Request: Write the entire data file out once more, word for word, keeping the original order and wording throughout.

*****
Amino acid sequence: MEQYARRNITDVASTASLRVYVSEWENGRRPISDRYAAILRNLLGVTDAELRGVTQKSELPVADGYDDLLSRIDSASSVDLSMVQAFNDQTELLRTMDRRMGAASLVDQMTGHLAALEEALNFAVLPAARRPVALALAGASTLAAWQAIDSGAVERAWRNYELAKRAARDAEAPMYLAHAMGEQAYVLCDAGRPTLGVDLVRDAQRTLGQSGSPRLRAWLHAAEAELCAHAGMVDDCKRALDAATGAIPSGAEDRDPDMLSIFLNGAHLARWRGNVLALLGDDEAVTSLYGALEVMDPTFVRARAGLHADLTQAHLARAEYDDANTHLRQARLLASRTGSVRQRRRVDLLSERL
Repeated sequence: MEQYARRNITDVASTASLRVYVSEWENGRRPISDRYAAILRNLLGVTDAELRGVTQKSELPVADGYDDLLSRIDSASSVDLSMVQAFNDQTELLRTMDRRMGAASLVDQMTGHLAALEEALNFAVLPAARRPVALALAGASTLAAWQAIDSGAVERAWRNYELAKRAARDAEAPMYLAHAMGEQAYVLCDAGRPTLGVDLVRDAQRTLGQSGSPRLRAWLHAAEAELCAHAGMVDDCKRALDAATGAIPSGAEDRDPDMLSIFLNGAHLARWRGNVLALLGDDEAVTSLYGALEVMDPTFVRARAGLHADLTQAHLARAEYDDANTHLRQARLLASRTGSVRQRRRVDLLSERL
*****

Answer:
Amino acid sequence: MEQYARRNITDVASTASLRVYVSEWENGRRPISDRYAAILRNLLGVTDAELRGVTQKSELPVADGYDDLLSRIDSASSVDLSMVQAFNDQTELLRTMDRRMGAASLVDQMTGHLAALEEALNFAVLPAARRPVALALAGASTLAAWQAIDSGAVERAWRNYELAKRAARDAEAPMYLAHAMGEQAYVLCDAGRPTLGVDLVRDAQRTLGQSGSPRLRAWLHAAEAELCAHAGMVDDCKRALDAATGAIPSGAEDRDPDMLSIFLNGAHLARWRGNVLALLGDDEAVTSLYGALEVMDPTFVRARAGLHADLTQAHLARAEYDDANTHLRQARLLASRTGSVRQRRRVDLLSERL
Repeated sequence: MEQYARRNITDVASTASLRVYVSEWENGRRPISDRYAAILRNLLGVTDAELRGVTQKSELPVADGYDDLLSRIDSASSVDLSMVQAFNDQTELLRTMDRRMGAASLVDQMTGHLAALEEALNFAVLPAARRPVALALAGASTLAAWQAIDSGAVERAWRNYELAKRAARDAEAPMYLAHAMGEQAYVLCDAGRPTLGVDLVRDAQRTLGQSGSPRLRAWLHAAEAELCAHAGMVDDCKRALDAATGAIPSGAEDRDPDMLSIFLNGAHLARWRGNVLALLGDDEAVTSLYGALEVMDPTFVRARAGLHADLTQAHLARAEYDDANTHLRQARLLASRTGSVRQRRRVDLLSERL